Penn College blog

Author/Journalist to Unravel Opioid Epidemic

Davie Jane Gilmour Community, Education, From the President Leave a comment March 17, 2017

Author/Journalist to Unravel Opioid Epidemic
Share


The statistics are sobering. Pennsylvania ranked sixth in drug-related death rates in 2015, according to the Centers for Disease Control.

Pennsylvania is one of 36 states nationwide where drug abuse is now the leading cause of injury deaths, eclipsing even those caused by motor vehicle accidents, based on data from the Trust for America’s Health and the Robert Wood Johnson Foundation.

The CDC also reports that opioids – those received by prescription and those obtained illicitly ­– are the principal source of drug overdose deaths. “Opioids were involved in 33,091 deaths in 2015, and opioid overdoses have quadrupled since 1999,” the CDC says.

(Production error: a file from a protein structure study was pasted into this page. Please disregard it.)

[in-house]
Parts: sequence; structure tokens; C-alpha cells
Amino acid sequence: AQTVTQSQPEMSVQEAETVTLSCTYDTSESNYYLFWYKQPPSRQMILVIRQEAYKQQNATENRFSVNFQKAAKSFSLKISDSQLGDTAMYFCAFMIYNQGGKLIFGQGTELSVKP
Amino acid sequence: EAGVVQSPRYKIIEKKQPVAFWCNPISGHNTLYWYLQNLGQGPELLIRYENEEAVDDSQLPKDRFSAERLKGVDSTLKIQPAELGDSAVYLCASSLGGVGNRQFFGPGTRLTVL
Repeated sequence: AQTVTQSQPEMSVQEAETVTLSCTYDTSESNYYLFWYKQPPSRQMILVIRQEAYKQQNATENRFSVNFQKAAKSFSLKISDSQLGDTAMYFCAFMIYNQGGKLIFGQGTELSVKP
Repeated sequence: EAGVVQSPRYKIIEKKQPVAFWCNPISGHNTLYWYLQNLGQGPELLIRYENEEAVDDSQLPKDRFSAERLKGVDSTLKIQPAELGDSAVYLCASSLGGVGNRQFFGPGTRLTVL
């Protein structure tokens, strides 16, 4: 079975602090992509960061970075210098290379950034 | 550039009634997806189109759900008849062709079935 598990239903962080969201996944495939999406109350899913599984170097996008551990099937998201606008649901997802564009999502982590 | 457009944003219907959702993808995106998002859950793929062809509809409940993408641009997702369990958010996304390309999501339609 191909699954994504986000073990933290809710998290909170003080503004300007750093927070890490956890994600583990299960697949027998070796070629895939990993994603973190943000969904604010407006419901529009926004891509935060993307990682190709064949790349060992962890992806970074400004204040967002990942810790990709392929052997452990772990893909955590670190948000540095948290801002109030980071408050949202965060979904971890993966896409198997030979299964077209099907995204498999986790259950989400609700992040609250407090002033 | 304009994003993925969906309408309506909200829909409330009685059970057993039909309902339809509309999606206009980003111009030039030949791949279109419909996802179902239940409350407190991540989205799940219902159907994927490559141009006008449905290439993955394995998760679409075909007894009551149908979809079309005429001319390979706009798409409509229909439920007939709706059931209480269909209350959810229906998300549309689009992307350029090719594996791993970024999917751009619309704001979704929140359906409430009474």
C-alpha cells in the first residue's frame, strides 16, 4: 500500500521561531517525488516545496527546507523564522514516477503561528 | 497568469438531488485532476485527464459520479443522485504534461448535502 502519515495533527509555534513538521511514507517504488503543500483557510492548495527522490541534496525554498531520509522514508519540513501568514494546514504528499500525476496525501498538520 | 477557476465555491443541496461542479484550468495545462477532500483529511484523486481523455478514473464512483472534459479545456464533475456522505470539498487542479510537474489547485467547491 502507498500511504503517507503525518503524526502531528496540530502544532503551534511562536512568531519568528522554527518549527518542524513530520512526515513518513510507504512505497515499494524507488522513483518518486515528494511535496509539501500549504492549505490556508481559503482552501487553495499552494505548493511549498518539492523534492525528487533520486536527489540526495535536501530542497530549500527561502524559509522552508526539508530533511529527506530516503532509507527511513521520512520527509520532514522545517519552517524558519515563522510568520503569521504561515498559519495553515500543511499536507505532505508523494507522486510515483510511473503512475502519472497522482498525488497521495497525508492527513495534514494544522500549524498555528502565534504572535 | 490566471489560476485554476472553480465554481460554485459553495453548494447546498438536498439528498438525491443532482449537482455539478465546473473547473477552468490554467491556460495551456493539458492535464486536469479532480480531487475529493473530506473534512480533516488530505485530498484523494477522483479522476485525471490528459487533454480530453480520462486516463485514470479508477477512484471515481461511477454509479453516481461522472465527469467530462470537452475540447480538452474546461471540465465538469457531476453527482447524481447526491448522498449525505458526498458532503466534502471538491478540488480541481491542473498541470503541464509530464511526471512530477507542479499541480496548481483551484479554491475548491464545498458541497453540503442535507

Another CDC report noted that health care providers wrote 259 million prescriptions for painkillers in 2012, enough for every adult in the United States to have a bottle of prescription painkillers. Other data reveal that more than three-quarters of heroin addicts trace their addiction to prescription opioids.

The data compiled for 2016 will almost certainly show the opioid epidemic worsened last year. Do a Google News search for “opioid deaths” or “opioid epidemic” and prepare to be astounded. It’s impossible to scan newspapers and other online media any day of the week and not find multiple stories about how the epidemic has touched virtually every community in America. Who can forget the compelling police photo of the Ohio parents slumped in the front seat of their vehicle, both unconscious from heroin overdoses, as their 4-year-old son sat helpless in the back seat?